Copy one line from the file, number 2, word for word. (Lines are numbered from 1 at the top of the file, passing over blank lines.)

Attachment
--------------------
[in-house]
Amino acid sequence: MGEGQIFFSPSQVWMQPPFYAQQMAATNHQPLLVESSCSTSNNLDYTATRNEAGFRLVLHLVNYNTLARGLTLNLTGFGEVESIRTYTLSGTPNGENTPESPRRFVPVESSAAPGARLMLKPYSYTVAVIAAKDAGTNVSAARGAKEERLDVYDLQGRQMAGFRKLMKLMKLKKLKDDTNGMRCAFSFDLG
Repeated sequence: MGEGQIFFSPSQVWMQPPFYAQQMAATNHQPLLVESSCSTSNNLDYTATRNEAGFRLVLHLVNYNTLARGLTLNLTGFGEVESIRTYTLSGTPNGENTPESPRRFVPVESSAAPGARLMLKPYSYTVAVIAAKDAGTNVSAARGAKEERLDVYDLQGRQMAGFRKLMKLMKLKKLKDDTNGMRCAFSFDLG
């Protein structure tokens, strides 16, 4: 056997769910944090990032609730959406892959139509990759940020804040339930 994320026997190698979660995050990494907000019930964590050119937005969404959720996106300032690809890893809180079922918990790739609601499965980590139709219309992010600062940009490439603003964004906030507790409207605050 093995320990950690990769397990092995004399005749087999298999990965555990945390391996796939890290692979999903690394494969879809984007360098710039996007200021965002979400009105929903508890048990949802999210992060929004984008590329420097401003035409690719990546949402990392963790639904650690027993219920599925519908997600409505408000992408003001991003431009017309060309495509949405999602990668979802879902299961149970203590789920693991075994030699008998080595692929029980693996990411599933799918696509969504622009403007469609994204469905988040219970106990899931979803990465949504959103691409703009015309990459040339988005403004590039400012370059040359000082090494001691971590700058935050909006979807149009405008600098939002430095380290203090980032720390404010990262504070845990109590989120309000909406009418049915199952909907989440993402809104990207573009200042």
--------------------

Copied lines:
Amino acid sequence: MGEGQIFFSPSQVWMQPPFYAQQMAATNHQPLLVESSCSTSNNLDYTATRNEAGFRLVLHLVNYNTLARGLTLNLTGFGEVESIRTYTLSGTPNGENTPESPRRFVPVESSAAPGARLMLKPYSYTVAVIAAKDAGTNVSAARGAKEERLDVYDLQGRQMAGFRKLMKLMKLKKLKDDTNGMRCAFSFDLG